the engineering sciences with the biomedical sciences and clinical practice.

Biomedical Engineering (BME) is a familiar discipline around the world, but there are many

different types of programs. In 1997 TU/e was one of the first universities to introduce an integrated

five-year BME program leading to a master’s degree. From the outset, the curriculum integrates

the natural sciences and engineering disciplines with cell biology and pathophysiology.

It is also designed to meld seamlessly with the research in our own department.

Research ranges from regenerative medicine to image anaylsis to molecular

engineering. The research is performed in eight specialized research groups that

cooperate in several mutual projects, such as developing an artificial human

kidney and designing personalized medicines.

Synergy of education and research

The Department of Biomedical Engineering provides

high-quality academic education and cutting-edge research.

• Education

One bachelor’s track, Biomedical Engineering, and two

master’s tracks, Biomedical Engineering and Medical


• Research

performed in eight specialized research groups and covers

everything from regenerative medicine to image analysis

to molecular engineering.

Contact between the 300 undergraduate students, 200

graduate students and 180 researchers is open and personal.

This allows the students to have good interaction with the

scientists and medical specialists. As a result, our students

are capable of performing and coordinating basic and applied

scientific research in the field of biomedical engineering from

a very early stage in their careers. The close collaboration

between our researchers also fosters cooperation between

research groups in numerous shared projects, such as the

development of an artificial human kidney and the design of

personalized medicines.

“To discover why these diseases develop is a

key driver for me.” Luc Brunsveld, Chemical Biology /

Department of Biomedical Engineering

Partners in health

The Department of Biomedical Engineering collaborates

closely with other health-oriented departments at TU/e, other

universities, academic hospitals and industrial partners. Much

of this collaboration occurs through international contacts in

countries such as China, the U.S.A., Australia and European


Bachelor’s program

The three-year bachelor’s program focuses on research and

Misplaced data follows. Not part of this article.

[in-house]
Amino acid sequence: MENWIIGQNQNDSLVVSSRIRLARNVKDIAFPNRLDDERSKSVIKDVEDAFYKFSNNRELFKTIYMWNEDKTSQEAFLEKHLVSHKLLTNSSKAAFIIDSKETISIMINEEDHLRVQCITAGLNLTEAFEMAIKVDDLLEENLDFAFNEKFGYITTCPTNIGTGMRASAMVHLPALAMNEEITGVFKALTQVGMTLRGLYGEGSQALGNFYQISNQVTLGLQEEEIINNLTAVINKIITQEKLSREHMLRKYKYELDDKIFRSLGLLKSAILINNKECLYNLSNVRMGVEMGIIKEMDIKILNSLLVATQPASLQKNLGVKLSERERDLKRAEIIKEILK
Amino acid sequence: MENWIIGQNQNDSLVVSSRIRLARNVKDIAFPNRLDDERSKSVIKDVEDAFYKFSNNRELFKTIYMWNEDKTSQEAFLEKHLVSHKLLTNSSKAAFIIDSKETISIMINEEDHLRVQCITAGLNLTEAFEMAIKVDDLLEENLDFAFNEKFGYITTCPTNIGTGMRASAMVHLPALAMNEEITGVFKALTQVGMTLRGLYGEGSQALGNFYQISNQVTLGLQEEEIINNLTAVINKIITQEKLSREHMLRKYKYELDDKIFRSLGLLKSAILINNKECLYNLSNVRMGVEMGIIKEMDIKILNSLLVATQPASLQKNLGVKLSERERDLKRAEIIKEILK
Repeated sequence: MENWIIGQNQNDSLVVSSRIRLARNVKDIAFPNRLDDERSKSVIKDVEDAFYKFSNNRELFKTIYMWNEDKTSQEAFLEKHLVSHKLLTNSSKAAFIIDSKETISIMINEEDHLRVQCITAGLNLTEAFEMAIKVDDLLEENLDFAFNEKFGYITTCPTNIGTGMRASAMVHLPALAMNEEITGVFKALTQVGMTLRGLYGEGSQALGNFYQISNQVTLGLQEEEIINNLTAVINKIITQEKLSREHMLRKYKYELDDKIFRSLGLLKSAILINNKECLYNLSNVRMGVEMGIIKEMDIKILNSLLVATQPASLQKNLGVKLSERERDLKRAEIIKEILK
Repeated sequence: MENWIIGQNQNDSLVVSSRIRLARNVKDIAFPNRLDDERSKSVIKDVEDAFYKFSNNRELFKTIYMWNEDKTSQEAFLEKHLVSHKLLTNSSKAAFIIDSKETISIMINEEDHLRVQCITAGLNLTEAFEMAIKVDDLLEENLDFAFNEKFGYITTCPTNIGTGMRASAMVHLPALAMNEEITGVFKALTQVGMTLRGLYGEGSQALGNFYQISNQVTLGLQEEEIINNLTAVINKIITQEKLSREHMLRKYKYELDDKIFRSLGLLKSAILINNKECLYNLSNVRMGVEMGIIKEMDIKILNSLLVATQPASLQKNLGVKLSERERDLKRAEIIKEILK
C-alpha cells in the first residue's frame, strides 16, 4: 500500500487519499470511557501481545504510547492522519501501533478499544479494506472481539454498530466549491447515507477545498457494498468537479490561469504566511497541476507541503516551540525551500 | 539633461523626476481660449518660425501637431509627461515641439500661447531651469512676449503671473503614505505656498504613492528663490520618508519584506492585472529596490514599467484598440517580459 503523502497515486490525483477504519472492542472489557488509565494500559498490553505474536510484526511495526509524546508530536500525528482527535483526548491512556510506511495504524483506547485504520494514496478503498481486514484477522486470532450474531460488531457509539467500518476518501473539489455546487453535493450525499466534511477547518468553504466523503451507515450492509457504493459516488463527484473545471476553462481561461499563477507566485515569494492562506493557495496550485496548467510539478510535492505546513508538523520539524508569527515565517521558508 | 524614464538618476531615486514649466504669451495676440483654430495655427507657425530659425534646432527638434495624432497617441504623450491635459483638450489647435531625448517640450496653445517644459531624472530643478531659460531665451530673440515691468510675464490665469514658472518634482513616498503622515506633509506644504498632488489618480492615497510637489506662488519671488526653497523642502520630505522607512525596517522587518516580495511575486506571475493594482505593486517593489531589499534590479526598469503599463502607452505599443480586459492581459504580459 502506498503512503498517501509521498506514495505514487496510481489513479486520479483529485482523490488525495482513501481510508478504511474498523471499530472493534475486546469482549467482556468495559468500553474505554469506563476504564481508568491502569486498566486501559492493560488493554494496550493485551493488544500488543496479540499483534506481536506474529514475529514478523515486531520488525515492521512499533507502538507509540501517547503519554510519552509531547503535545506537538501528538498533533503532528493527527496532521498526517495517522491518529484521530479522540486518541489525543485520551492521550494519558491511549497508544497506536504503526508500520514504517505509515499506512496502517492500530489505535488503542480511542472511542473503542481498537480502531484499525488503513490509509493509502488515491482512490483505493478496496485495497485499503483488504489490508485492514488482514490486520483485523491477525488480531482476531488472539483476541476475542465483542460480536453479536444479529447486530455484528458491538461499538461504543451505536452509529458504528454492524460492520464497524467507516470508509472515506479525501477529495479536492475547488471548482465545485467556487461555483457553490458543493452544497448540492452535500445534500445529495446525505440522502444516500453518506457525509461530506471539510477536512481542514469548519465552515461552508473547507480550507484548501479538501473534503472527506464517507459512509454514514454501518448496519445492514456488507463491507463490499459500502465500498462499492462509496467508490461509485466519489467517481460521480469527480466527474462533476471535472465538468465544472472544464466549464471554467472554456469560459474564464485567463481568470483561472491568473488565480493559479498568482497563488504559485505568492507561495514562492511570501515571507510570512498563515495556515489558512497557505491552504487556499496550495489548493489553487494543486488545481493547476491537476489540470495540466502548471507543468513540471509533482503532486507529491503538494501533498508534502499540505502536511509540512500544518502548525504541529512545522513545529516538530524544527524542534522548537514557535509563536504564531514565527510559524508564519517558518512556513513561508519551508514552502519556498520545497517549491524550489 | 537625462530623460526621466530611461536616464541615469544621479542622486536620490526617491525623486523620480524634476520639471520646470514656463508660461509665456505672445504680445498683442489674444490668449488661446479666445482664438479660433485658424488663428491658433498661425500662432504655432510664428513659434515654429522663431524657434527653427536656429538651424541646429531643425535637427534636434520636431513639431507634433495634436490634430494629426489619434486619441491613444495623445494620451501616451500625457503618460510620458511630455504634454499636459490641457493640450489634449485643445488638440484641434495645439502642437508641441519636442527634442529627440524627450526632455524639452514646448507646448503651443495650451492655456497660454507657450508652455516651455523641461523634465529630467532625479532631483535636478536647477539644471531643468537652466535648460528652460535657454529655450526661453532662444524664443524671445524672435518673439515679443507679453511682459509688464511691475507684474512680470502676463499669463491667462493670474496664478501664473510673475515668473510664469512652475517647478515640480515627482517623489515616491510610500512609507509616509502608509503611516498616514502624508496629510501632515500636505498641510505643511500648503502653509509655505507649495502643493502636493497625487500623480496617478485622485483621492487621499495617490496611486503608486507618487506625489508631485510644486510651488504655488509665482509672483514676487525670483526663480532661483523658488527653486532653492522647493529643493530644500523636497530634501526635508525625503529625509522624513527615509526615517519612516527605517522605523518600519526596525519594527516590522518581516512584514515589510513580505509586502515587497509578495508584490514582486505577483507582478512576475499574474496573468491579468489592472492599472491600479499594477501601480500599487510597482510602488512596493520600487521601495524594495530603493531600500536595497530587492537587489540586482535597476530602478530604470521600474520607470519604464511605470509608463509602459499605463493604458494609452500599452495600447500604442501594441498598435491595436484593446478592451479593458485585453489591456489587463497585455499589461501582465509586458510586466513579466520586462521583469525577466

development and offers a broad range of knowledge and skills.

Students take courses on mathematics, physics, chemistry,

electrical engineering, mechanical engineering, computer

science, physiology and biology. From day one, they work

together in teams on state-of-the-art biomedical problems,

so that they also develop such valuable skills as cooperation,

communication and reporting. The students are guided by

graduate students, post-docs and academic staff, including

professors, in these projects.

Besides the fixed parts of the bachelor’s program, students

choose their own track. Many students choose to broaden

their scope by studying another field of research, perhaps

at another university or even abroad. Popular tracks are

Medicine and Management Sciences.

Master programs

When it comes time to move on to a master’s degree program,

there are plenty of appropriate ones to choose from at other

universities. Students who have taken specific medical

elective courses are eligible to the admission procedure of

the Selective Utrecht Medical Master (SUMMA) program at

Utrecht University, the Arts-Klinisch Onderzoeker program

(AKO) of the University at Maastricht, and the Medical Masters

programs in Groningen (ZIG) and Amsterdam. However, most

students decide to follow a master program that belongs to

the Life Sciences and Engineering graduate program. This TU/e

graduate program includes the master program Biomedical

Engineering and the master program Medical Engineering.

Biomedical Engineering

The Master in Biomedical

Engineering is strongly

research focused and aims to

develop general solutions for

a patient group. Biomedical

engineers specialize in one

particular field relevant to

clinical problems.

Medical Engineering

The Master in Medical

Engineering aims to

integrate advanced medical

technologies into clinical

practice. Medical engineers

develop solutions to clinical

problems. They solve patient

specific problems, through

models and technologies.

At the start of both master programs, students become a

member of one of our eight research groups. They design their

own personal curriculum in cooperation with a professor. Most

students go abroad for a three-to-four-month internship as part

of the program, with popular destinations being the U.S.A. and

Australia. In fact, the study materials for both the bachelor’s

and master programs are in English, so all students are wellprepared